Baby Finger, baby finger, where are you?

About two weeks ago I had a shocking accident… I pulled down on a newly fitted removable tow bar to check I had pushed it in correctly, and I hadn’t. So out it came and crashed onto my little finger waiting directly beneath it on the concrete. Ouch was not the only word I used to describe the pain, but all told it seems I’ve gotten off pretty lightly, it still hurts to play at times, but I was worried I might have shattered the bones in it. Ok sympathy seeker, so why are you putting your little sob story in your column then?

This injury has really got me thinking again about the ‘right fingers’ for the right things and why so many great players seem to hardly use their little finger. I’ve noticed over the last couple of weeks that I use my pinky a lot less than I would have thought (mainly due to the shooting pain each time I pressed it down!) and I’ve become aware of the ways I use it and when I don’t.

In my early days of playing (and teaching) I was very concerned with the ‘right way’ to play every note and tried (often in vain) to figure out why so many great players did stuff ‘wrong’. I’d see Keith Richard slide a 6th string root chord up the neck and ask myself “why they didn’t just move down a string to a root 5 when it’s so much closer?”. I’d see Clapton playing like he didn’t even have a little finger and then saw Robben Ford live playing with his 3rd finger laying on top of his little finger – huh?

Now I’m not suggesting at all that you should stop using your little finger, although at times it might read like I am. To be a well-rounded player, you’re going to need it – but you might need it less than you think… or more – depending on where you’re at! This kind of thing is great food for thought for us all, there’s no right or wrong here, but do yourself a favour and wrap your grey matter around it a while.

So what are some good reasons why you SHOULDN’T use your little finger?

1.    You’re a bit dim, and you dropped a tow bar on it, and it really hurts!

2.    String bending is easier using Finger 3 for most people, so if you’re doing a lot of blues or blues rock, then you’ll likely find yourself using Finger 3 rather than Finger 4 for pentatonic based licks.

However, there are going to be times that the little finger makes a lick or phrase a LOT easier – so I’m not suggesting you chop it off… but you’re likely to find that you probably don’t need to stick with the common 1-4 1-4 fingering on the thinnest two strings of Minor Pentatonic Box 1 for a start.

3.    If your pinky is very weak, you’re likely to find it easier to use your 3rd finger. But if you never use it, then it’ll never get strong, right? Chicken or the egg? Well biologically the little finger is probably weaker before you started on guitar and most people find it tricky to move their little finger independently (likely because the Ulnar nerve goes to both 3rd and 4th fingers!).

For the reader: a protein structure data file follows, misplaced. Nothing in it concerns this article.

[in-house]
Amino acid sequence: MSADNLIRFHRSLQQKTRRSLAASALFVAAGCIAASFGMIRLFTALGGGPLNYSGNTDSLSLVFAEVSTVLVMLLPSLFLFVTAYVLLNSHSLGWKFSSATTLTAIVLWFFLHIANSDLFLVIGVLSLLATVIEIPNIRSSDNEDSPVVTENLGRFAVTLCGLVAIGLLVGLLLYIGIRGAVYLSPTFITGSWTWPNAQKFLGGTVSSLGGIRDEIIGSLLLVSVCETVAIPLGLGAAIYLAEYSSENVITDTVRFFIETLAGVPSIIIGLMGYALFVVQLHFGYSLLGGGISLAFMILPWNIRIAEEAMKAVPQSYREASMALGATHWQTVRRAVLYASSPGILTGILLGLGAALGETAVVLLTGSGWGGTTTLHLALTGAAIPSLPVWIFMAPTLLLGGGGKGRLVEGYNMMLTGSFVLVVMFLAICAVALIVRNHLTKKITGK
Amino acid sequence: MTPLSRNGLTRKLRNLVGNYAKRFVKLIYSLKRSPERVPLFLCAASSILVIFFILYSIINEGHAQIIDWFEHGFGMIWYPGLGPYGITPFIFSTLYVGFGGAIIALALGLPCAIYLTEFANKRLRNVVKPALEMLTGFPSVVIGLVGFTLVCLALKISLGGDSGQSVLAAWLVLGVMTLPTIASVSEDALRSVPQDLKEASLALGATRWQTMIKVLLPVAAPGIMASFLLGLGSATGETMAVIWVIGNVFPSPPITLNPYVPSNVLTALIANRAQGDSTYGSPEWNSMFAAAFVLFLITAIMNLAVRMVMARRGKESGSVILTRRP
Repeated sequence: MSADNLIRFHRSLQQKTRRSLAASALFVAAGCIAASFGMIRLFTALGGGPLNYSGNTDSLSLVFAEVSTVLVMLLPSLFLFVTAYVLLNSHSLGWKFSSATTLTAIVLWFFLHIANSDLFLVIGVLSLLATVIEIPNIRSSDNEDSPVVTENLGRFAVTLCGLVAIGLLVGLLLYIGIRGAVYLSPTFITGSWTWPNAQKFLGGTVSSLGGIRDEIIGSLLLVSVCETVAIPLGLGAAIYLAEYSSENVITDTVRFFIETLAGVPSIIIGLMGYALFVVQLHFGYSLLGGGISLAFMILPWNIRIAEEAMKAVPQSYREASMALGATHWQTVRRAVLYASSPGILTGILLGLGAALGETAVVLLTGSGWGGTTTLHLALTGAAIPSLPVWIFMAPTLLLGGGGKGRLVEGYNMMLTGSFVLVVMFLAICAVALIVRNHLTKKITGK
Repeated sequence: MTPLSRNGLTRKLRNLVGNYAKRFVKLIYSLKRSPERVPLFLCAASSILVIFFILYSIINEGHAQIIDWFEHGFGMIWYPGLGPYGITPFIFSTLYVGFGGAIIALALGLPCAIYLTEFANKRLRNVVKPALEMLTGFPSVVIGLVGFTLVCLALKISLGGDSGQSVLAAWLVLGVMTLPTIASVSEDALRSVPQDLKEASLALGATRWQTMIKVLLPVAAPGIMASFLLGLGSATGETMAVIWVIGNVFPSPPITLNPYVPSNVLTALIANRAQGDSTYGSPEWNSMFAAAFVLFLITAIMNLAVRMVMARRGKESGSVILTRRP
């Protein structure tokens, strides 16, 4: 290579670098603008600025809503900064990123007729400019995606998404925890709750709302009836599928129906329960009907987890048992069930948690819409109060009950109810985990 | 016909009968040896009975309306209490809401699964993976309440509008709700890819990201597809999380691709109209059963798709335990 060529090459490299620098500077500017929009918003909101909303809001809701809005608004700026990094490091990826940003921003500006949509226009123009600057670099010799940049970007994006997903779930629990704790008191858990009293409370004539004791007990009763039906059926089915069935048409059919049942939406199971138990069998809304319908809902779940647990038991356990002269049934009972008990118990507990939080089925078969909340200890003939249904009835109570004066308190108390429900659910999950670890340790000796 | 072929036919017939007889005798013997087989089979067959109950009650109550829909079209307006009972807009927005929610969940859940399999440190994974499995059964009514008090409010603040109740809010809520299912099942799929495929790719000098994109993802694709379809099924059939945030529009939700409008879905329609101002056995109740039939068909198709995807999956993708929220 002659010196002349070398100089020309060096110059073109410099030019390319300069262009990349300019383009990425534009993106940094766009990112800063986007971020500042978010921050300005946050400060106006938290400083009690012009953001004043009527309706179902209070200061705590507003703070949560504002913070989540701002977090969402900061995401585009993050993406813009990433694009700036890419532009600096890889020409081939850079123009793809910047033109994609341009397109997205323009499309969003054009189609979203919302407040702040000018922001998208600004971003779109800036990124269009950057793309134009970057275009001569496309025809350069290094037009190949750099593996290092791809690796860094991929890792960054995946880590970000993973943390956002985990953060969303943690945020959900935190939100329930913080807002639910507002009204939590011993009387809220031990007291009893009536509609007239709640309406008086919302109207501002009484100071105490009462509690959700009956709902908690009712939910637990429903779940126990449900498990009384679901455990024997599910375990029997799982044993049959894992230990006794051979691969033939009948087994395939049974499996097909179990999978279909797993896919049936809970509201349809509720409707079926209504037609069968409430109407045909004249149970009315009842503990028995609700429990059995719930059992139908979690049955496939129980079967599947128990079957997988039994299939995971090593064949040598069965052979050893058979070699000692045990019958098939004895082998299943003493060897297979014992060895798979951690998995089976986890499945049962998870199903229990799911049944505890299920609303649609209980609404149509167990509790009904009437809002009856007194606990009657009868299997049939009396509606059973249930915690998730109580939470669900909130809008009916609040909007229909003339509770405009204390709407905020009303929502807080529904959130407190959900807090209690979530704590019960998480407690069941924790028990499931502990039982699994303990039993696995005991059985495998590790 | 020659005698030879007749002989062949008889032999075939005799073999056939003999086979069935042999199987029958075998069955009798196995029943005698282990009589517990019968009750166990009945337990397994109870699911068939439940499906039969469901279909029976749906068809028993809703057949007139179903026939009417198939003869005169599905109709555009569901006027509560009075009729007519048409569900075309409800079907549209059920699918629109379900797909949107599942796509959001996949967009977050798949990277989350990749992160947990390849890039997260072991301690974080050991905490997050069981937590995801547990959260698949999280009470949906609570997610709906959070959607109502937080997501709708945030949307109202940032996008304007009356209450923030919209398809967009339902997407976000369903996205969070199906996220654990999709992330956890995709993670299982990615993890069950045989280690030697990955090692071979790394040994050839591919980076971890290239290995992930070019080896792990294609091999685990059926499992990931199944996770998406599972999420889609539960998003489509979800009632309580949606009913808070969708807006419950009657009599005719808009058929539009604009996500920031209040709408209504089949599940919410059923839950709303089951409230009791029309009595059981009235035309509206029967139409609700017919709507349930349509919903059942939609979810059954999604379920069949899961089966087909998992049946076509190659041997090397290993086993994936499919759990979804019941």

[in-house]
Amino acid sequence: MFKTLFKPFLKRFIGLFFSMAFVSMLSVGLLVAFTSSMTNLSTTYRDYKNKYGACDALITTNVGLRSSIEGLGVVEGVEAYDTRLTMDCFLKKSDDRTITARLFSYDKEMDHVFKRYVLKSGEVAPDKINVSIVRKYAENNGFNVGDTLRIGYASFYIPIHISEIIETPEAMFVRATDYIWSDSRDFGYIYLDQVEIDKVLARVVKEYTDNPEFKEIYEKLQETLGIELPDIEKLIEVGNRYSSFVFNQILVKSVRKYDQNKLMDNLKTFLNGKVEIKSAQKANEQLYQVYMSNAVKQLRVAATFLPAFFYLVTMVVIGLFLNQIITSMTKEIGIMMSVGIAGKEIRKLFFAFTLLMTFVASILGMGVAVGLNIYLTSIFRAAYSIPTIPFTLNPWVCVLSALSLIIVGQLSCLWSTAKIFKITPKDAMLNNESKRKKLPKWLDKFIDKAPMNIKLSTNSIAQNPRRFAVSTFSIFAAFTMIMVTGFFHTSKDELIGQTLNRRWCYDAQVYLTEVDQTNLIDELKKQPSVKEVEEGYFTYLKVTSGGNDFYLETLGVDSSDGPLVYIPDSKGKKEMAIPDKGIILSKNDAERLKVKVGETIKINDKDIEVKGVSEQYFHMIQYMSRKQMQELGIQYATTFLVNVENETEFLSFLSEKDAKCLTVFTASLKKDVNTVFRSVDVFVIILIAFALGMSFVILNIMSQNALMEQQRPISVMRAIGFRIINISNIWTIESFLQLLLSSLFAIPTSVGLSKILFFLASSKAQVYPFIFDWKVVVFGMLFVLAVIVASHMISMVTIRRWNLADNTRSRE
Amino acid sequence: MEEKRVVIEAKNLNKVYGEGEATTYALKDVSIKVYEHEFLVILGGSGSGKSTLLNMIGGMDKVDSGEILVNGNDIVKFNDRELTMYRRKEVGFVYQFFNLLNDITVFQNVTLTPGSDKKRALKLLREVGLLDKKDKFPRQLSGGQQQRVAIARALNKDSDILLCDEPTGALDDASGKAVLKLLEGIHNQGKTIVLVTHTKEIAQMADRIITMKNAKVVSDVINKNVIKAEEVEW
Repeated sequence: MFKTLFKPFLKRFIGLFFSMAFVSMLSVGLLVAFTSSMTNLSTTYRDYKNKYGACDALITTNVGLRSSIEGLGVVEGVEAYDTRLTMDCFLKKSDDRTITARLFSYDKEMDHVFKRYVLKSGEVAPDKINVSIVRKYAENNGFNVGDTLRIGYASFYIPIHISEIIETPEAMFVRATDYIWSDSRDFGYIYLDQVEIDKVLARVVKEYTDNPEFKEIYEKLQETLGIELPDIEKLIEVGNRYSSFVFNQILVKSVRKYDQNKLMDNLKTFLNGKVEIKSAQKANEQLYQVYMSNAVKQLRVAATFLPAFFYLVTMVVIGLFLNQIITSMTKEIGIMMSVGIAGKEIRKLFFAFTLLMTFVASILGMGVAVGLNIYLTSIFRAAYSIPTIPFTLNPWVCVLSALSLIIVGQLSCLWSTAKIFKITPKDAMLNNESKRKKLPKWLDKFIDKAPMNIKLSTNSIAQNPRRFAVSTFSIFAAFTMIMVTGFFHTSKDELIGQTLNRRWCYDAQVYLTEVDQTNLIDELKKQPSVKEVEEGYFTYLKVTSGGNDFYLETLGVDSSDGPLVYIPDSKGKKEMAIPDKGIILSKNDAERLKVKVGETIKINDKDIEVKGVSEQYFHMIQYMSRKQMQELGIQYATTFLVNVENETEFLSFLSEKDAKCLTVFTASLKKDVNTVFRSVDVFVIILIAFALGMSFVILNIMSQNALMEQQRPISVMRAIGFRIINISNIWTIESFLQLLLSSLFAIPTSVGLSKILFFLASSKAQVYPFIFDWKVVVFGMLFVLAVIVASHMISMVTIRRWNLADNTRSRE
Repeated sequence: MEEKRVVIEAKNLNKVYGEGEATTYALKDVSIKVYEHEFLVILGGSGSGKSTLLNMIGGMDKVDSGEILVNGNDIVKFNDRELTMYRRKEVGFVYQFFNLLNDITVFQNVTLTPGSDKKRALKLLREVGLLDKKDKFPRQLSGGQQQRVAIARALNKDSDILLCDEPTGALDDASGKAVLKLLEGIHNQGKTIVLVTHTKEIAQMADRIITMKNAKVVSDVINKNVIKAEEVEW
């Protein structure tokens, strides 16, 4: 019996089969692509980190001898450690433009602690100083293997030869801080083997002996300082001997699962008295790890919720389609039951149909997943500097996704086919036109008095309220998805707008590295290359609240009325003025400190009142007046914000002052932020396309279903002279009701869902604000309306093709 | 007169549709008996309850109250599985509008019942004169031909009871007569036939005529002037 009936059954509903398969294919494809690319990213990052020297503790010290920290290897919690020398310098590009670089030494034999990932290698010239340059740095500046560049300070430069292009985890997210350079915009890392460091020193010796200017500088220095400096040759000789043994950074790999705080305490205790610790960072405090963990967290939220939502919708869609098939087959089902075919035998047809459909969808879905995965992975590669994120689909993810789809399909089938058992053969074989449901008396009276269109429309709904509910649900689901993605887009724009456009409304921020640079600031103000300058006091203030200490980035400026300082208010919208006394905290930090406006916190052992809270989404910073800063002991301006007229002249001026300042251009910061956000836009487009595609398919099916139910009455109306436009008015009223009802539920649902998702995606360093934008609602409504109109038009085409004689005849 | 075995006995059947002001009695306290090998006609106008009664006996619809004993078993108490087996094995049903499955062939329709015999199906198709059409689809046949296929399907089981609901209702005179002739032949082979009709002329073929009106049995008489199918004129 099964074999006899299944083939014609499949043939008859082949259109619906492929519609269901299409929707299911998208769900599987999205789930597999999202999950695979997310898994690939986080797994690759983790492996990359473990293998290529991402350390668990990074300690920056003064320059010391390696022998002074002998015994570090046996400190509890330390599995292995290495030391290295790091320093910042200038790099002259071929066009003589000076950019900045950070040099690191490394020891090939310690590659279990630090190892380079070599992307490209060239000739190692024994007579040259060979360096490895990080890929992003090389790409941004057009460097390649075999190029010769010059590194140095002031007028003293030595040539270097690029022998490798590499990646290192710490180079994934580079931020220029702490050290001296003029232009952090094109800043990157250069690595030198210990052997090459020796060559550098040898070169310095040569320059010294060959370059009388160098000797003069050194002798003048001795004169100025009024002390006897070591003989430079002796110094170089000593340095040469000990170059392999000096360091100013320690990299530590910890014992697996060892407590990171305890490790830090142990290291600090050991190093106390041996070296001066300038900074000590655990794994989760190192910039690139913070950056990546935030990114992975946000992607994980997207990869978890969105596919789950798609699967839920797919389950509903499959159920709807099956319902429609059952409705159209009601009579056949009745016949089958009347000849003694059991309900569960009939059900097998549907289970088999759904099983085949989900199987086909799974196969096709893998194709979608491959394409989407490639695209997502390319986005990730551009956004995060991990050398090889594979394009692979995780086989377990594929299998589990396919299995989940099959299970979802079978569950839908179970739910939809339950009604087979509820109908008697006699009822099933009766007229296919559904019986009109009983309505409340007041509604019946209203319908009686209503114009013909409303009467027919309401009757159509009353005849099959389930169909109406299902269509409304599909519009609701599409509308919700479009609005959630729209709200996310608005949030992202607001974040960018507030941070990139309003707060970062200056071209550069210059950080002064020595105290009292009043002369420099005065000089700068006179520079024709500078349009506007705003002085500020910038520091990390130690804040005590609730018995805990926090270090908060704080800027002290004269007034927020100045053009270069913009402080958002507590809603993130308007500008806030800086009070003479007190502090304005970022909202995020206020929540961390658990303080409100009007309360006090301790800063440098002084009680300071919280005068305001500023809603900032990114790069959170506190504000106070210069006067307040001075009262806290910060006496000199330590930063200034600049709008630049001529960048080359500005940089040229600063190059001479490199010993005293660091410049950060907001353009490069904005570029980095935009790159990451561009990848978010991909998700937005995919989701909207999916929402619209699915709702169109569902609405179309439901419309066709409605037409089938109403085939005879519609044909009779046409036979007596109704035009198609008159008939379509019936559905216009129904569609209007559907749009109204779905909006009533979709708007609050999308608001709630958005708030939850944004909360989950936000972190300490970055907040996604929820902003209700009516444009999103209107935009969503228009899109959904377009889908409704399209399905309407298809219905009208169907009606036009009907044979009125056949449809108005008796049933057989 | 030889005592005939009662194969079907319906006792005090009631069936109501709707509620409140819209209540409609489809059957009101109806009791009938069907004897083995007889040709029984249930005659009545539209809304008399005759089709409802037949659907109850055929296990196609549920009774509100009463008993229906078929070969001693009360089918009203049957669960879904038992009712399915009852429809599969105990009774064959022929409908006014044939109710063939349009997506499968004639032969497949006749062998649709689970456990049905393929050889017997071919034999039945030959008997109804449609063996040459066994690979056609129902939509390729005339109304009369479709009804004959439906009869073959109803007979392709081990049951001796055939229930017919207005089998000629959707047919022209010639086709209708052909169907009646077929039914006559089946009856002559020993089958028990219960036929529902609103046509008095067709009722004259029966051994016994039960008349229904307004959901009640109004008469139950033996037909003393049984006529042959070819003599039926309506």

For sure, you can develop the strength and agility of your little finger, but is it not better to play to your strengths? Use the things you’re good at? Music is art and expression, so surely, it’s best to do it the way it comes naturally to you because it will be a true expression?

But what if the musical idea you hear in your musical mind requires great little finger dexterity for you to be able to express it on the guitar? Should you then spend the time to develop it? Should you develop it before this great musical epiphany, so you’re ready to express it when it strikes? What if it never strikes and you wasted all that time on boring pinky development exercises when you could have been making music you enjoyed?

4.    If you play slide guitar and put the slide on Finger 3, you’ll find it very difficult to use the little finger productively… also if you place the slide on Finger 4, it won’t be moving much, but you’ll be ‘using it’!

When playing many chords, you will need to use your pinky; there will be no other options. That said I’ve seen students in workshops regularly try to avoid using the little finger at all – even in the most obviously ‘essential’ circumstance.

What should you do if your little finger is weak and slow and never does what it’s told? It’s something I get asked about pretty regularly, and there’s not one answer – but if you notice a recurring problem where you’d like to play something, but your little finger just won’t work right – then you need to work on it. But which exercise is best?

I think the best exercise for almost anything is the circumstance in which you want to use it. There is an infinite number of books with exercises for this and that – but unless you’re at the highest level, then I think the best exercise is doing the thing you want to do. Play the song you want to play, learn the solo you want to learn and if it involves the little finger then practice it until you get it right and working well… or find an alternative and try it that way – and perhaps stumble on your own style. Like I said there are no answers here, only questions and one bit of advice. Be very careful when playing with tow bars! Happy trails y’all.

Food For Thought